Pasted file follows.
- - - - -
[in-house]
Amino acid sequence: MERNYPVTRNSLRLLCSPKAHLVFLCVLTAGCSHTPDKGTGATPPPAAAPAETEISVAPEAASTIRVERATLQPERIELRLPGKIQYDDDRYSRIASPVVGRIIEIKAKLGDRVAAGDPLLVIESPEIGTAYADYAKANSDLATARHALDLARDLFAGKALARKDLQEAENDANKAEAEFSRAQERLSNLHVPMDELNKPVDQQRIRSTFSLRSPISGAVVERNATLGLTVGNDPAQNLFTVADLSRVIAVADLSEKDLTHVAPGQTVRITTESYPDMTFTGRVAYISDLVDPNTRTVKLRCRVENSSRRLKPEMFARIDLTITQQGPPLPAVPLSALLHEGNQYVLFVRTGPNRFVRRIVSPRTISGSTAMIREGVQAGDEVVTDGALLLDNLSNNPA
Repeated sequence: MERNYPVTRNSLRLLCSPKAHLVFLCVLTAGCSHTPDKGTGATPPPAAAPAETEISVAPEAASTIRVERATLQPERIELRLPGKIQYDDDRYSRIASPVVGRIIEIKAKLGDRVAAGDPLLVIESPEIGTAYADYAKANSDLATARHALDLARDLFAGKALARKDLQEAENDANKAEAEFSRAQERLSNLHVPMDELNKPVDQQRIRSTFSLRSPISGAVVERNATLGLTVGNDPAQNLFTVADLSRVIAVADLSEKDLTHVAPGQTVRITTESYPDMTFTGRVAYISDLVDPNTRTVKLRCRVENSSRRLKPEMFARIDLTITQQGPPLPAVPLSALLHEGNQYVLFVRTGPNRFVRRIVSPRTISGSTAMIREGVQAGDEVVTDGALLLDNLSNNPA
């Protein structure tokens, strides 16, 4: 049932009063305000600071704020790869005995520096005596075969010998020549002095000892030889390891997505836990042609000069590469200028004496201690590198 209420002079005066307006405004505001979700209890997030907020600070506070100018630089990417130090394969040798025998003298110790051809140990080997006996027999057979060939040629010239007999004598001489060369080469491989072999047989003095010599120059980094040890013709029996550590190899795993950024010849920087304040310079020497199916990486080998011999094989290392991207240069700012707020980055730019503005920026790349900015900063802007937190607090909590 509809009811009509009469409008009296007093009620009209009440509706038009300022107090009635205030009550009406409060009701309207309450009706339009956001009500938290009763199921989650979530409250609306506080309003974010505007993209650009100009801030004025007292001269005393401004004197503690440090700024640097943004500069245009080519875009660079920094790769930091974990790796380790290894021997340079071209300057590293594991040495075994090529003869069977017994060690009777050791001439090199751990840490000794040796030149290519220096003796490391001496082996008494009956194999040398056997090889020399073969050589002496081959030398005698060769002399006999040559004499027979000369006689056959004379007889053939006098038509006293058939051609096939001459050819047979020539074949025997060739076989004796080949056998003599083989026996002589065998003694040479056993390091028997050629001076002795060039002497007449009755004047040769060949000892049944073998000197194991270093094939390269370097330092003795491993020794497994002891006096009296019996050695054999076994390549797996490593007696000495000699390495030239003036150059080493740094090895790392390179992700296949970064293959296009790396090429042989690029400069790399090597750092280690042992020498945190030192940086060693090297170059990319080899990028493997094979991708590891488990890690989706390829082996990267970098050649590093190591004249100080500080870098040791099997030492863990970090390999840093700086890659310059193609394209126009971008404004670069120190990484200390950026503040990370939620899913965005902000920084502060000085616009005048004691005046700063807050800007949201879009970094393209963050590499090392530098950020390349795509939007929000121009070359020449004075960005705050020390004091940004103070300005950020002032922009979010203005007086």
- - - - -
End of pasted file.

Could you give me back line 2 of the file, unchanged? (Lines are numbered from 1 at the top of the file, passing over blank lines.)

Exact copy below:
Amino acid sequence: MERNYPVTRNSLRLLCSPKAHLVFLCVLTAGCSHTPDKGTGATPPPAAAPAETEISVAPEAASTIRVERATLQPERIELRLPGKIQYDDDRYSRIASPVVGRIIEIKAKLGDRVAAGDPLLVIESPEIGTAYADYAKANSDLATARHALDLARDLFAGKALARKDLQEAENDANKAEAEFSRAQERLSNLHVPMDELNKPVDQQRIRSTFSLRSPISGAVVERNATLGLTVGNDPAQNLFTVADLSRVIAVADLSEKDLTHVAPGQTVRITTESYPDMTFTGRVAYISDLVDPNTRTVKLRCRVENSSRRLKPEMFARIDLTITQQGPPLPAVPLSALLHEGNQYVLFVRTGPNRFVRRIVSPRTISGSTAMIREGVQAGDEVVTDGALLLDNLSNNPA